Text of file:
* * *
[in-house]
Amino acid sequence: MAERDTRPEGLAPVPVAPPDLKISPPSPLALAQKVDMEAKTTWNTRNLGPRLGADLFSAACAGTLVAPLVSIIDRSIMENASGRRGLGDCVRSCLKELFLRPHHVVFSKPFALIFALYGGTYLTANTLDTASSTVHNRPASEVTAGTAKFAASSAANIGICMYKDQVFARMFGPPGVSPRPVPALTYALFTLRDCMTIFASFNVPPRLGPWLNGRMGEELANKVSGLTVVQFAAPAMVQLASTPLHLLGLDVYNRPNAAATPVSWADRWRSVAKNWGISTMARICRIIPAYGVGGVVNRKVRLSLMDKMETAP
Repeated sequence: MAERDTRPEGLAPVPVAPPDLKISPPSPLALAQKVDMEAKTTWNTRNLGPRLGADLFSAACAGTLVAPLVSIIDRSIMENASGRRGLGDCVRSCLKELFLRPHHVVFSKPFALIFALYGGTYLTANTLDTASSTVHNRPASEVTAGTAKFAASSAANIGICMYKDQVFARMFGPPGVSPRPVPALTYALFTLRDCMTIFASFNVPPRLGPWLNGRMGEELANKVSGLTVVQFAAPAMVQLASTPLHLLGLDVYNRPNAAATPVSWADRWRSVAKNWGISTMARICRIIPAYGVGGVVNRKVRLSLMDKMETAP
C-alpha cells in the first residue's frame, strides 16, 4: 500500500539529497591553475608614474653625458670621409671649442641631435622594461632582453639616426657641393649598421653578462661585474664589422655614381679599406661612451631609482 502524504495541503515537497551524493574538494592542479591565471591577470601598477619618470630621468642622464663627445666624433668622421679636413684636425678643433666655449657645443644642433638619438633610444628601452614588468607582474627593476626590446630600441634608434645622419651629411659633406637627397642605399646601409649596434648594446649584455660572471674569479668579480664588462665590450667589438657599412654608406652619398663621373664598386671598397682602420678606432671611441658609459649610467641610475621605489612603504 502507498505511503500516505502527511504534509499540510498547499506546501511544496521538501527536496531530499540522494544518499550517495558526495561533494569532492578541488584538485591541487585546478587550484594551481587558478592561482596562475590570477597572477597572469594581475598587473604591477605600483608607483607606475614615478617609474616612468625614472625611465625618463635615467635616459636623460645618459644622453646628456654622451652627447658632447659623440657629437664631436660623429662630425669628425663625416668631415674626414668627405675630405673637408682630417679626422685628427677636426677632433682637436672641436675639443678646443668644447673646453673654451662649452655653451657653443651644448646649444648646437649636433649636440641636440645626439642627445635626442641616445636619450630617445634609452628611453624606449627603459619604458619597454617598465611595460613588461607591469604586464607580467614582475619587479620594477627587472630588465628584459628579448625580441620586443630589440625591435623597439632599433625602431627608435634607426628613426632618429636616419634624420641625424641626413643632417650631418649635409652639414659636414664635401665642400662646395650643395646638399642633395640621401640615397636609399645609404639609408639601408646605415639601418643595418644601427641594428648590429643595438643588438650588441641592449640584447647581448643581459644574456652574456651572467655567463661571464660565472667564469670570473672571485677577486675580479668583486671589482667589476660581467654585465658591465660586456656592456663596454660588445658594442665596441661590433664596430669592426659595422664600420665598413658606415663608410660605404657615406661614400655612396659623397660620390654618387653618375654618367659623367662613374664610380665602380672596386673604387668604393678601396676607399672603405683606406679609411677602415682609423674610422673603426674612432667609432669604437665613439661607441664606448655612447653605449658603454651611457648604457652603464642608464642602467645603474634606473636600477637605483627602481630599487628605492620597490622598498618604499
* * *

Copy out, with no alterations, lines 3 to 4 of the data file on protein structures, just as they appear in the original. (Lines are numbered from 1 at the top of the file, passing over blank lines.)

Repeated sequence: MAERDTRPEGLAPVPVAPPDLKISPPSPLALAQKVDMEAKTTWNTRNLGPRLGADLFSAACAGTLVAPLVSIIDRSIMENASGRRGLGDCVRSCLKELFLRPHHVVFSKPFALIFALYGGTYLTANTLDTASSTVHNRPASEVTAGTAKFAASSAANIGICMYKDQVFARMFGPPGVSPRPVPALTYALFTLRDCMTIFASFNVPPRLGPWLNGRMGEELANKVSGLTVVQFAAPAMVQLASTPLHLLGLDVYNRPNAAATPVSWADRWRSVAKNWGISTMARICRIIPAYGVGGVVNRKVRLSLMDKMETAP
C-alpha cells in the first residue's frame, strides 16, 4: 500500500539529497591553475608614474653625458670621409671649442641631435622594461632582453639616426657641393649598421653578462661585474664589422655614381679599406661612451631609482 502524504495541503515537497551524493574538494592542479591565471591577470601598477619618470630621468642622464663627445666624433668622421679636413684636425678643433666655449657645443644642433638619438633610444628601452614588468607582474627593476626590446630600441634608434645622419651629411659633406637627397642605399646601409649596434648594446649584455660572471674569479668579480664588462665590450667589438657599412654608406652619398663621373664598386671598397682602420678606432671611441658609459649610467641610475621605489612603504 502507498505511503500516505502527511504534509499540510498547499506546501511544496521538501527536496531530499540522494544518499550517495558526495561533494569532492578541488584538485591541487585546478587550484594551481587558478592561482596562475590570477597572477597572469594581475598587473604591477605600483608607483607606475614615478617609474616612468625614472625611465625618463635615467635616459636623460645618459644622453646628456654622451652627447658632447659623440657629437664631436660623429662630425669628425663625416668631415674626414668627405675630405673637408682630417679626422685628427677636426677632433682637436672641436675639443678646443668644447673646453673654451662649452655653451657653443651644448646649444648646437649636433649636440641636440645626439642627445635626442641616445636619450630617445634609452628611453624606449627603459619604458619597454617598465611595460613588461607591469604586464607580467614582475619587479620594477627587472630588465628584459628579448625580441620586443630589440625591435623597439632599433625602431627608435634607426628613426632618429636616419634624420641625424641626413643632417650631418649635409652639414659636414664635401665642400662646395650643395646638399642633395640621401640615397636609399645609404639609408639601408646605415639601418643595418644601427641594428648590429643595438643588438650588441641592449640584447647581448643581459644574456652574456651572467655567463661571464660565472667564469670570473672571485677577486675580479668583486671589482667589476660581467654585465658591465660586456656592456663596454660588445658594442665596441661590433664596430669592426659595422664600420665598413658606415663608410660605404657615406661614400655612396659623397660620390654618387653618375654618367659623367662613374664610380665602380672596386673604387668604393678601396676607399672603405683606406679609411677602415682609423674610422673603426674612432667609432669604437665613439661607441664606448655612447653605449658603454651611457648604457652603464642608464642602467645603474634606473636600477637605483627602481630599487628605492620597490622598498618604499